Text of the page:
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Amazon: could bike delivery trump drones?

By Dan Wilson December 9, 2014 - 11:57 am

Amazon have been tantalising the media with high-tech tales of drones for more than a year and they are even hiring in Cambridge to develop the next generation of fulfilment from the sky.

It has a hint of the ludicrous for us and would require legislative change in the UK and US to allow parcel delivery from unmanned, aerial robot delivery units. So much could go wrong. That said, one company is already developing special nets to receive the goods in a secure way nonetheless.

But in the Big Apple, Amazon is apparently now innovating back to an invention of the 19th century and getting back to basics when it comes to urban delivery. In New York City they are experimenting with bicycles. It makes a great deal of sense.

It’s a 1 to 2 hour service, $5.99 extra for Prime members and $8.99 for those who are not and they’re also providing for the riders.

They’ve opened a special clubhouse in Manhatten that not only offers a place for the two-wheeled deliverers to chill out and interact but it’s also a warehouse space that can take returns. It all sounds much more sensible than drones.

  • Gary
    2 years ago

    Re: Drones – Amazon shareholders will go along with this? And who is going to pay for the installation of the capture nets? And then there are the planning authorities in the UK. What about multi occupational buildings? National and international security services simply won’t allow this to happen. Pie in the sky literally.

    Re: cycle couriers – sensible idea but at a price and again what about the traffic and accident risks in congested cities?

  • Mark
    2 years ago

    Given that the CAA insists on drones being within sight of their operator at all times (which would give a delivery distance of 500m) along with other restrictions bike delivery seems to be a lot more sensible.

    • Gerry007
      2 years ago

      .
      One could argue that the US military drones are within sight of their operator at all times, be it by Camera & Screen….. so slap a camera on the back if a private one and use it to steer the thing & there you go, straight pass the law….!!.

  • 2 years ago

    When I was a child back in the 1950’s and 60’s almost every corner shop had a delivery bike with a basket mounted on it. It was a common sight for a young lad from the shop to be seen speeding around the neighbourhood with a box of groceries or whatever in the basket.

    But the roads were a lot less crowded then. Also there were many fewer of the ‘ungodly’ who might target a young lad on a bike making deliveries. After all a box of groceries costs whatever. The parcels from Amazon could be many times that.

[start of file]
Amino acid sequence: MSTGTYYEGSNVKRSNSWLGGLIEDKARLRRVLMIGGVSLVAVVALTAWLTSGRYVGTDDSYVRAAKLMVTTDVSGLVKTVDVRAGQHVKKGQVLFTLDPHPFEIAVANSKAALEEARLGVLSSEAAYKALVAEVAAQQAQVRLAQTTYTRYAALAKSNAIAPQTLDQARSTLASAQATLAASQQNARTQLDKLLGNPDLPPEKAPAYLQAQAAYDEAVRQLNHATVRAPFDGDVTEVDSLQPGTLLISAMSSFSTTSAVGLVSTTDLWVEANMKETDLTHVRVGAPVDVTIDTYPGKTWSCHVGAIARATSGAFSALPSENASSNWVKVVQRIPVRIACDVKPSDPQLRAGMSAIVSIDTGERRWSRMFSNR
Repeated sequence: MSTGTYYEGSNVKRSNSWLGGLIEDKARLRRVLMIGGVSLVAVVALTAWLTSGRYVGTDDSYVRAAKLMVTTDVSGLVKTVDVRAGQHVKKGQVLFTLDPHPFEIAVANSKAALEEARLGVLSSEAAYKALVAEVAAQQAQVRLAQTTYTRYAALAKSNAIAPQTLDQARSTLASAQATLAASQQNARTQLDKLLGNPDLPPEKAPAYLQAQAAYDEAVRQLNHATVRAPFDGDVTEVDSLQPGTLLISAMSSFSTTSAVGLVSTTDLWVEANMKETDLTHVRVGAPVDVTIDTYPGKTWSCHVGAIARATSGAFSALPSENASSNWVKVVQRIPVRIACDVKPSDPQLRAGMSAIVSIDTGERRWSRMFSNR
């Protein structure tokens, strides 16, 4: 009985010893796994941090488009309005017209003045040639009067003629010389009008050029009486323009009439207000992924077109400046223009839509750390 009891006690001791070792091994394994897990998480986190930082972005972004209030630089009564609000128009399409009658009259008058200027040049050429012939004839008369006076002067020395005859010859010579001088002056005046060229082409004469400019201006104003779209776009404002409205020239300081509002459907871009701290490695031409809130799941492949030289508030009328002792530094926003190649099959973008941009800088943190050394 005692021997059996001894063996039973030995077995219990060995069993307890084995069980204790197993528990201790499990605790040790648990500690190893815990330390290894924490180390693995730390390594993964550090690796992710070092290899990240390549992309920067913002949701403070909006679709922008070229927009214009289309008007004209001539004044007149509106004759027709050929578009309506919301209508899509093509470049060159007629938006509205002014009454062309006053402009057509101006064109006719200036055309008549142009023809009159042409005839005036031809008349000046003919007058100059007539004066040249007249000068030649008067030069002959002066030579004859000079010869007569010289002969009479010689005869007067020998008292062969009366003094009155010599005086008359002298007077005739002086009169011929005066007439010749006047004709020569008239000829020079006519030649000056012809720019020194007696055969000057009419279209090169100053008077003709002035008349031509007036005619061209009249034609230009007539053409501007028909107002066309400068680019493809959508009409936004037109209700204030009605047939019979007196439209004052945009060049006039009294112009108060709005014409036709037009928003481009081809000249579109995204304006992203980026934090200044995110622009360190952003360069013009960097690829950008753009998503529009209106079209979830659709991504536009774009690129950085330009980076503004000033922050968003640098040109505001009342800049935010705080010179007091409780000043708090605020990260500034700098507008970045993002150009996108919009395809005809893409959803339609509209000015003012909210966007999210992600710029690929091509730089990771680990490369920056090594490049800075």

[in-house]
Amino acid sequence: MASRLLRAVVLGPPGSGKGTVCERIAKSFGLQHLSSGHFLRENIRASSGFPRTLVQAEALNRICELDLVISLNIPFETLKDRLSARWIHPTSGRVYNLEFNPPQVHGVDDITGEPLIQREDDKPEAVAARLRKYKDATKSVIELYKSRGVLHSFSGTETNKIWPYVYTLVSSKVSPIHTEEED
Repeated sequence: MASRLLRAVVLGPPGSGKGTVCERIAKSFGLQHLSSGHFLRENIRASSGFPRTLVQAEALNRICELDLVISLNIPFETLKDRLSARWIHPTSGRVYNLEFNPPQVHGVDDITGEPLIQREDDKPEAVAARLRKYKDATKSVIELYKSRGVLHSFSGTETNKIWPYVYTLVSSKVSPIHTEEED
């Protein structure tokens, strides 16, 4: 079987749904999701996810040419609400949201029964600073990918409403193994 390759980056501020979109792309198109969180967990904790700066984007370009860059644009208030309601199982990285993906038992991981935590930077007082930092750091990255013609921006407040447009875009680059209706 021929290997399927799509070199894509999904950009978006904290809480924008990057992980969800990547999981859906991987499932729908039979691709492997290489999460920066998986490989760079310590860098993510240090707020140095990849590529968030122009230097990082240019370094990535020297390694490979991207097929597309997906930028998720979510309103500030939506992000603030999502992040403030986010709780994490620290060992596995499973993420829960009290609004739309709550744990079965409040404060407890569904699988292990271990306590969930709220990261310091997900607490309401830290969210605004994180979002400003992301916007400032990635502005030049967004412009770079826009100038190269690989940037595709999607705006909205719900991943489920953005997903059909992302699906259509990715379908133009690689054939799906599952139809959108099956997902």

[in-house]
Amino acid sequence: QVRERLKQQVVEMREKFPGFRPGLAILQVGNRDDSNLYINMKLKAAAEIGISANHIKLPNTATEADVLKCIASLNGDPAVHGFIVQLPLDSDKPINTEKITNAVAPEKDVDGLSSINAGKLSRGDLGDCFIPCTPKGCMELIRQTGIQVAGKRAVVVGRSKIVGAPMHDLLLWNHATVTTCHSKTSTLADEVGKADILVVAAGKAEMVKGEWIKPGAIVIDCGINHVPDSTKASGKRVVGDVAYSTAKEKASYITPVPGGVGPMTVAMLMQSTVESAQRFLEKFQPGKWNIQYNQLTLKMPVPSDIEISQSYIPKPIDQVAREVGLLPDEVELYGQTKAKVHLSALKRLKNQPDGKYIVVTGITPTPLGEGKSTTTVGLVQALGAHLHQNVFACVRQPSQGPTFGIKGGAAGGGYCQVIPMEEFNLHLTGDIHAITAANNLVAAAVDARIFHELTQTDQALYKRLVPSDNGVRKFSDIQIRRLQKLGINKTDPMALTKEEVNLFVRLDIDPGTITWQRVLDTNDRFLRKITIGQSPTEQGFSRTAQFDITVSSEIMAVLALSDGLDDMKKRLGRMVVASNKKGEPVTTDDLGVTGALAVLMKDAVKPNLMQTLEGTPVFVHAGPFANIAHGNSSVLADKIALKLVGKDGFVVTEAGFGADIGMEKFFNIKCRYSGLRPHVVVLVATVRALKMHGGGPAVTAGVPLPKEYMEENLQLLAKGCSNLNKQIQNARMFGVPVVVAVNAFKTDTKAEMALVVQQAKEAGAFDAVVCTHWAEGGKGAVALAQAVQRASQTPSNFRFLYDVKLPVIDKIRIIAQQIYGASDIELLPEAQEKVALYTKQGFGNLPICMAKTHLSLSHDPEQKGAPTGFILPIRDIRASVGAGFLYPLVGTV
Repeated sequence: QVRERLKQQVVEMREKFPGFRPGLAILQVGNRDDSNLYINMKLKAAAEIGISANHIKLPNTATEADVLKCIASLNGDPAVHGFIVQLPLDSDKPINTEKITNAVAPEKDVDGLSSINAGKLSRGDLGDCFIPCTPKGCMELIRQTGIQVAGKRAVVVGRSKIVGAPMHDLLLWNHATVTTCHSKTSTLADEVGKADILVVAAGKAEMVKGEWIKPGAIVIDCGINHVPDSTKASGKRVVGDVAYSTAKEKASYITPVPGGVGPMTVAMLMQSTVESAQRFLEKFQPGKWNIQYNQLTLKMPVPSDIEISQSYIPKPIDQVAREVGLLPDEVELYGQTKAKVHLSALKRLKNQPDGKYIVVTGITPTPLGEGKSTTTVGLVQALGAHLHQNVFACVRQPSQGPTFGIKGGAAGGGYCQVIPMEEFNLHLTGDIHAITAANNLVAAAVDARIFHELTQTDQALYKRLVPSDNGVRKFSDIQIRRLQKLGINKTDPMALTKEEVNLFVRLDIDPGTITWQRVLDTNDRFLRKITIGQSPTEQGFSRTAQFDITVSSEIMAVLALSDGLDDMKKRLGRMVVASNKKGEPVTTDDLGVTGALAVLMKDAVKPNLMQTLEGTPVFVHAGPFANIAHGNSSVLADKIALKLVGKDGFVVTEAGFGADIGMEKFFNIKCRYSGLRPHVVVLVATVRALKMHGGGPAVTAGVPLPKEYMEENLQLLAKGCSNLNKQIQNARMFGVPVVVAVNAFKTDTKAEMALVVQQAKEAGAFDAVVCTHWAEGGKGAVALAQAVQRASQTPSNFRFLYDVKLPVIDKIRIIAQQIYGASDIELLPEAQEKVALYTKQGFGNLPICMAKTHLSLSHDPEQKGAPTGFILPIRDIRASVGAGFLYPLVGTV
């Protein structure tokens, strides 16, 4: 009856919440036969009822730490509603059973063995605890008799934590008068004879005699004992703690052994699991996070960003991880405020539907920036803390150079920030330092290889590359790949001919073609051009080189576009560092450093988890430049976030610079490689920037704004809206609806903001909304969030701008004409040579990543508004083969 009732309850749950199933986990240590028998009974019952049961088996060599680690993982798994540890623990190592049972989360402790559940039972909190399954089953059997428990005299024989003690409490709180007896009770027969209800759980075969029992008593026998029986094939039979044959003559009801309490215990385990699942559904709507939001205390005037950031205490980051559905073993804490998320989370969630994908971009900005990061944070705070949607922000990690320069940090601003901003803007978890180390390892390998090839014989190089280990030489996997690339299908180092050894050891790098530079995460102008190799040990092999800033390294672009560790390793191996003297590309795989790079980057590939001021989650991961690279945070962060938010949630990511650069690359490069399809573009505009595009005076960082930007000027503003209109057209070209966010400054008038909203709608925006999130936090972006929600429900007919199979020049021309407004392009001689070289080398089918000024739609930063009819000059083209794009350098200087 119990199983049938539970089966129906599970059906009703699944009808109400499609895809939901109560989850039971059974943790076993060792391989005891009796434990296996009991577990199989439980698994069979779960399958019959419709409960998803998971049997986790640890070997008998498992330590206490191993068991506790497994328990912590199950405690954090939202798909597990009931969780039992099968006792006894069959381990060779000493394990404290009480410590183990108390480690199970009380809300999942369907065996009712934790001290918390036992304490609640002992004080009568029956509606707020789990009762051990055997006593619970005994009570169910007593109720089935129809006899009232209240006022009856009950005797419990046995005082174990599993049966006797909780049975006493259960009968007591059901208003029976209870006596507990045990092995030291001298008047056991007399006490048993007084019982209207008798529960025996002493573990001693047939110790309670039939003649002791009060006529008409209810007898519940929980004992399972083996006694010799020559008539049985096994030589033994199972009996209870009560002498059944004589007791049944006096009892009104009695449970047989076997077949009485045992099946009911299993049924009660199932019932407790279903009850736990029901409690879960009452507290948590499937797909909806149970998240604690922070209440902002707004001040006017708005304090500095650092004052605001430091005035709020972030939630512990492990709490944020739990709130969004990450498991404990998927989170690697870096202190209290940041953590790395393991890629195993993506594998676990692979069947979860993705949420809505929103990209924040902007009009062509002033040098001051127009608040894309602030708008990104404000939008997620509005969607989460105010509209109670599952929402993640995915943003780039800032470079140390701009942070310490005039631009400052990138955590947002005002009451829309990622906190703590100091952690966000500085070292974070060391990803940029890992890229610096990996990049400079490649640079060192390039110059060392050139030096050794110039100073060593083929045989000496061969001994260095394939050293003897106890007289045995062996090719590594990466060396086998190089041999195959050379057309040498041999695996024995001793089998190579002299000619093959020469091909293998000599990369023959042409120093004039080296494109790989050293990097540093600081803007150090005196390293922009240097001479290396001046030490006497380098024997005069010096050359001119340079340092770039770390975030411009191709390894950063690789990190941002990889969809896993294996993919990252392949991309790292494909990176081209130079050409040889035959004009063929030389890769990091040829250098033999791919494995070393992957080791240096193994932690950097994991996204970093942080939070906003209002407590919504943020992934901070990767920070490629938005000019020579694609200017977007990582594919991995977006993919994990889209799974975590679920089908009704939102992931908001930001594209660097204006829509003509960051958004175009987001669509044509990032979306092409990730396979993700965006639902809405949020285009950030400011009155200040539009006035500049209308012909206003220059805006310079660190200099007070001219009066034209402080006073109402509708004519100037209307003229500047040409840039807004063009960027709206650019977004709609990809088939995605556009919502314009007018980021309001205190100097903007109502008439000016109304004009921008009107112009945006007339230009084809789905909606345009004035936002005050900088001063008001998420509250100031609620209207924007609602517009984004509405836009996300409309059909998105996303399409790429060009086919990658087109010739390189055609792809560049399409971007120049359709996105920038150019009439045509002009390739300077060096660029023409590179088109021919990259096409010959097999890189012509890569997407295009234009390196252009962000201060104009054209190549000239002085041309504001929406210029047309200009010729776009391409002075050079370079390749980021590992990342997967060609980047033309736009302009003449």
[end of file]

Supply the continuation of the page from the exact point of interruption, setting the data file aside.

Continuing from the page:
So is there an alternative? Of course there is. A small van is certainly a lot safer and more weatherproof. and the driver could take several parcels at the same time to the same estate or suburb.

    Again going back to the 1950’s and 60’s what did the average Corner Shop turn to after the Shop Delivery Bike? Well it was the small van often such as the Morris Minor Van.

    It does sound to me as if Amazon is trying very hard to re-invent the wheel.

  • Tony
    2 years ago

    Yeah, I really can’t see the CAA allowing flying drones in built-up areas. It probably contravenes several ANO’s (Air Navigation Orders), and if not, then they’ll no doubt write some more ANO’s so that it does.

    Personally, as a Pilot, I would not welcome such use of airspace, even if it is only within a few tens of feet of the ground. I had to undergo rigorous training to be allowed to pilot a plane ‘first person’, as in, sitting inside it. Flying a drone is so much more dangerous for those on the ground. For one thing, you cannot possibly keep a proper looout via a forward-fixed camera…. it smacks of flight simulator ‘pilots’ who have their vision caged forward all the time (because they have to keep looking at the screen), whereas in a real plane you have your head swivelling all around the sky, all the time.

    It’s one thing flying model aircraft or drones out in the countryside; flying them in built-up areas is a different thing entirely. I’ve never been the sort of person who derides new ideas and technology – I was in the forefront of medical research for several years of my career – but this really is dangerous and completely crazy.

    But as I said, I can’t see it happening.

    • Tony
      2 years ago

      Sorry, that should have read ‘lookout’

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